In short, the smoking ban is an unwarranted intrusion into our freedom to choose, which is built upon junk science and which causes real harm to our social lives and to many people’s livelihoods. If ever there was a case for making a stand for liberty – for the right of people to make choices and take action free from government interference – surely this is it.

A liberties ‘blind spot’

Apparently not. The other shocking thing about the smoking ban – perhaps the most shocking thing of all – is that in the year since it was enforced liberty campaigners have, by and large, ignored it. They have launched pitched battles over how long someone can be detained without charge or the finer points of the Human Rights Act, but they seem incapable of seeing the smoking ban as illiberal or people’s daily choices as a freedom issue. Our legal freedoms are important, of course, as spiked has made clear in its 10-point action plan to defend democratic rights: Slash 42 Days to 24 Hours. Any attack on our fundamental legal rights is an attack on all of us, weakening individual sovereignty and strengthening the illiberal culture. Yet not every freedom can be written down as a ‘right’ to be defended by lawyers; it is also important to stand up for a culture of freedom, and for the ability of people to make personal choices in their everyday lives. The smoking ban is also an attack on us all – smokers and non-smokers alike – because it further legitimises the contemporary authoritarian outlook and strengthens the state’s hand to intervene in our most intimate lives.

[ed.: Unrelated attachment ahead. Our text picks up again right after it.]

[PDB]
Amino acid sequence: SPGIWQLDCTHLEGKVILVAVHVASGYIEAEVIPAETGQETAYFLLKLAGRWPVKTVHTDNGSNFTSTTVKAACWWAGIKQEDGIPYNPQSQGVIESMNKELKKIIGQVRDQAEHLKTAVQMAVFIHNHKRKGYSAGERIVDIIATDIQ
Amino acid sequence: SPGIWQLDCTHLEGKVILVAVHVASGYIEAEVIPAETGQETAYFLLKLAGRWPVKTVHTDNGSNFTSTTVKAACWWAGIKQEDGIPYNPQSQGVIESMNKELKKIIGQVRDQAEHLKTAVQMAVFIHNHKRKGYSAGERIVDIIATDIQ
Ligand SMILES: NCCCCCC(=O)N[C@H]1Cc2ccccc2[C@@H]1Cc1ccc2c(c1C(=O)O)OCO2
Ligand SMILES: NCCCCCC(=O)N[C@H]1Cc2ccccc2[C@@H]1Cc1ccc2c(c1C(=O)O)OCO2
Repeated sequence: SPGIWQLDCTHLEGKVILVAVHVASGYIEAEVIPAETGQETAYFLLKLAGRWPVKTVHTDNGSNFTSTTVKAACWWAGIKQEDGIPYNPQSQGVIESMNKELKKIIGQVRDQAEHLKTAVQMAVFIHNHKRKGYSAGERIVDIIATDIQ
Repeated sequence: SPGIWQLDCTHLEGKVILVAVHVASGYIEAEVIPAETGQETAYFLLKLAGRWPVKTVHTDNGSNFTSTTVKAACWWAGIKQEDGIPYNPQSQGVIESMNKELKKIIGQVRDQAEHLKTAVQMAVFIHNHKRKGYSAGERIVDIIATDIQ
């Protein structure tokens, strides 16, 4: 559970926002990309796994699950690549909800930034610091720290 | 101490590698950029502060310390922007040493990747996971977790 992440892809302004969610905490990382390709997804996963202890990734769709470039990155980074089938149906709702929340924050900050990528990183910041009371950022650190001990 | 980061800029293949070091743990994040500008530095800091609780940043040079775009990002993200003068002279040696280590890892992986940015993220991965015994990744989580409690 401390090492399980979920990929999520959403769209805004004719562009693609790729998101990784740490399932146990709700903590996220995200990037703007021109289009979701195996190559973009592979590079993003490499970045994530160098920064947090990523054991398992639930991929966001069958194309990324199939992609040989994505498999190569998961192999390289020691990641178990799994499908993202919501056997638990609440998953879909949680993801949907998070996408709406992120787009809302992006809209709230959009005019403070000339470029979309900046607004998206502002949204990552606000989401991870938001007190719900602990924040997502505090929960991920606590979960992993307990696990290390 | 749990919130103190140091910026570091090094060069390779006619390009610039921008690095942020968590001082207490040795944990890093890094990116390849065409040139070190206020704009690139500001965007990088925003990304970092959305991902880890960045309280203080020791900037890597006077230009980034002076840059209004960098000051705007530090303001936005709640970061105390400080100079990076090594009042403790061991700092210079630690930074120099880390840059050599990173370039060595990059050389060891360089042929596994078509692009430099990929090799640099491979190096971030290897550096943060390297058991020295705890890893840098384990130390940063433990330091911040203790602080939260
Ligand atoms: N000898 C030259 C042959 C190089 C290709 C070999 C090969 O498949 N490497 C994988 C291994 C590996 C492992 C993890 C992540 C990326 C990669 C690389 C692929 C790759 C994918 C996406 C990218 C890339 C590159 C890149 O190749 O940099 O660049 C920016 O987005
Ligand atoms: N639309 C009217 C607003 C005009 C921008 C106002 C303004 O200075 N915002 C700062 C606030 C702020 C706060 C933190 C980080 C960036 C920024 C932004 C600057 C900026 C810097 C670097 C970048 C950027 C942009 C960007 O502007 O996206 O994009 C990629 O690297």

The narrow, legalistic focus of today’s debate about freedom in Britain can be seen clearly in the upcoming Haltemprice and Howden by-election. Former Conservative shadow home secretary David Davis triggered the election after resigning as an MP over the Labour government’s decision to extend the time limit for detention without trial to 42 days. Davis describes the election as a referendum on the Labour government’s attack on our historic liberties, and he has won the backing of numerous libertarian commentators and activists.

Yet the by-election also highlights two problems with the discussion of liberty. Firstly it shows how narrowly defined is freedom these days. So Davis, described by some as a champion of liberty, is opposing 42 days’ detention without charge but he is actively campaigning for 28 days’ detention without charge. Once freedom is re-defined as paper rights to be defended on our behalf by liberal-minded lawyers, rather than as an everyday lived experience, then it can be easily denigrated. If Davis’s campaign is successful, we will have the ‘freedom’ to be detained for 28 days without charge.

Secondly, the by-election shows that liberals’ and libertarians’ failure to challenge the smoking ban, and the politics of behaviour more broadly, has allowed some rather cranky, right-leaning elements, like the UK Independence Party, to claim these issues as their own and to pose as the defenders of liberty. Then there are isolated eccentrics like Hamish Howitt, a cheeky chappie Scottish pub landlord who runs a bar in the seaside resort of Blackpool called the Crazy Scots Fun Palace and who is standing against Davis in order to challenge the smoking ban.